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Irrigators aim to restore transfers among reservoirs

Irrigators aim to restore transfers of stored water among reservoirs and to instream uses in Oregon with an upcoming bill.
Mateusz Perkowski

Capital Press

Published on January 16, 2018 11:18AM


Oregon water regulators have apparently stopped allowing the transfer of stored water among reservoirs, which irrigators hope will be rectified with upcoming legislation.

The problem was recently encountered by the Tumalo Irrigation District, which aimed to transfer storage water rights to enhance habitat for the threatened Oregon spotted frog and improve the function of its water distribution system.

By piping irrigation canals, the district is conserving water from its Crescent Lake reservoir that could then be transferred to an instream use in the Deschutes River, increasing stream flows for the frog, said Ken Rieck, the district’s manager.

Transferring stored water into the river would also generate credits allowing for groundwater pumping, which could be sold to raise money for additional piping projects, he said.

Aside from transfers to instream uses, the district wants to move water from the Tumalo reservoir into several smaller ponds that would help regulate water pressure, Rieck said.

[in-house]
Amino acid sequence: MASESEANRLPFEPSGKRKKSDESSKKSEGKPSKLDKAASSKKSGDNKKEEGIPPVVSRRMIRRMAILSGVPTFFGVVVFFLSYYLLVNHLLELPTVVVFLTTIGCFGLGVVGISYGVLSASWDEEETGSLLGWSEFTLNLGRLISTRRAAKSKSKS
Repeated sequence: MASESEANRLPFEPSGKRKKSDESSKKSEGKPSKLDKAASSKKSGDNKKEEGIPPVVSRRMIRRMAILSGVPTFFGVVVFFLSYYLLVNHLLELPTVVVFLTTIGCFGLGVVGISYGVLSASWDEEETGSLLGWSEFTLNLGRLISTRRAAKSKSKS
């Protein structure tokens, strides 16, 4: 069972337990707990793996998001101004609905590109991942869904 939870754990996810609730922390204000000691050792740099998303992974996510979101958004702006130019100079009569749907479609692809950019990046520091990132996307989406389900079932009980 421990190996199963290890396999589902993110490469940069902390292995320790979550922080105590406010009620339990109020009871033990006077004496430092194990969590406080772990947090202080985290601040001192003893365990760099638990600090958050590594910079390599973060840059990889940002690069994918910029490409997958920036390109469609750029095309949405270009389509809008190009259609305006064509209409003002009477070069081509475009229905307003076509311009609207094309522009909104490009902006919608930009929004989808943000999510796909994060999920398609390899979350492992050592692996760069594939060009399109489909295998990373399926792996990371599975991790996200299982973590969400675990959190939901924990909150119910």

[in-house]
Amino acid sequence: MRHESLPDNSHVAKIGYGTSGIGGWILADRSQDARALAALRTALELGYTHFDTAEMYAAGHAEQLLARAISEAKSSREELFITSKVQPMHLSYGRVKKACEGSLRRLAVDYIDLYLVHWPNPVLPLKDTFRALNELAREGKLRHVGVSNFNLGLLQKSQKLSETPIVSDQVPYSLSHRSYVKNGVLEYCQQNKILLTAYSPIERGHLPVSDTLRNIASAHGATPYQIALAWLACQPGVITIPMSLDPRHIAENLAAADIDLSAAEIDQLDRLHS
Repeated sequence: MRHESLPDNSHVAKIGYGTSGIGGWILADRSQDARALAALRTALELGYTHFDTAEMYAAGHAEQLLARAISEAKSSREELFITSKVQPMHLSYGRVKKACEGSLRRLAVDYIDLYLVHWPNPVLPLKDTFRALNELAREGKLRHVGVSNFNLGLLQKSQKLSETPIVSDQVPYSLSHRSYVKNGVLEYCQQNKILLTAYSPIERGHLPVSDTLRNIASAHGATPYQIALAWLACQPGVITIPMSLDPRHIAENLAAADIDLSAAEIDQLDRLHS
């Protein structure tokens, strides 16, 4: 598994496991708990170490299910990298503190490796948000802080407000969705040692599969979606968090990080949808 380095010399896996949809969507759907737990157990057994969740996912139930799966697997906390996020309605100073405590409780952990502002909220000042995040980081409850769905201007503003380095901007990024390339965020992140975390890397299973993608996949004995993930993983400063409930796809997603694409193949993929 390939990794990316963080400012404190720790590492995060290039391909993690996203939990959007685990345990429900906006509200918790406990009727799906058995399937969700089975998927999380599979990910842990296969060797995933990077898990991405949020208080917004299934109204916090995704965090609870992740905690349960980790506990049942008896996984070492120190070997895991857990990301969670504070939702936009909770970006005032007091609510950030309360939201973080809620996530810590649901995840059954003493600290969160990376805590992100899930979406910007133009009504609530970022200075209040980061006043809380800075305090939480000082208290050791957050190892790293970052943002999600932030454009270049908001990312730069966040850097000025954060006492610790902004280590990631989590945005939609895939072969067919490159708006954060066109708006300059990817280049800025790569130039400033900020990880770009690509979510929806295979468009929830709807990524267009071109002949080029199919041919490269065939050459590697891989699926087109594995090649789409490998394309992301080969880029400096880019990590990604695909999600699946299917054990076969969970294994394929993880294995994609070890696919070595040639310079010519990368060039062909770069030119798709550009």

Just as flushing a toilet can cause a home’s other water outlets to lose pressure, water diversion by a large irrigator can reduce pressure to lateral lines in a water system, he said.

Water transferred for storage in nearby ponds, however, can be pumped into the system to offset this loss in pressure, Rieck said. “We’re trying to bring our efficiency way up and this is the way to do that.”

Historically, the Oregon Water Resources Department has permitted the transfer of stored water among reservoirs, as well as the transfer of stored water to instream uses, said Elizabeth Howard, an attorney representing the district.

Over the past year or so, however, the agency has ceased approving such requests, seemingly due to a changed legal interpretation by the Oregon Department of Justice, Howard said.

It’s unclear what prompted the change, but the situation may be resolved with the Irrigation Storage Efficiency Act, which would clarify OWRD’s authority to approve such transfers.

The bill is expected to be introduced during the upcoming legislative session in February by Sen. Tim Knopp, R-Bend, who recently spoke in favor of the “legislative concept” during a hearing of the Senate Committee on Environment and Natural Resources.

Capital Press was unable to reach OWRD for comment as of press time.

Each transfer application would “stand or fail on its own merits,” as the legislation does not create any “shortcuts” to approval under the OWRD’s standard process, said Rieck.

The clarification would restore water management flexibility not only in the Tumalo Irrigation District but also in other areas that have similar needs, said Howard.

“The plain fact is it has a pretty significant impact on districts and irrigators who thought they had all these tools in their toolbox,” she said.



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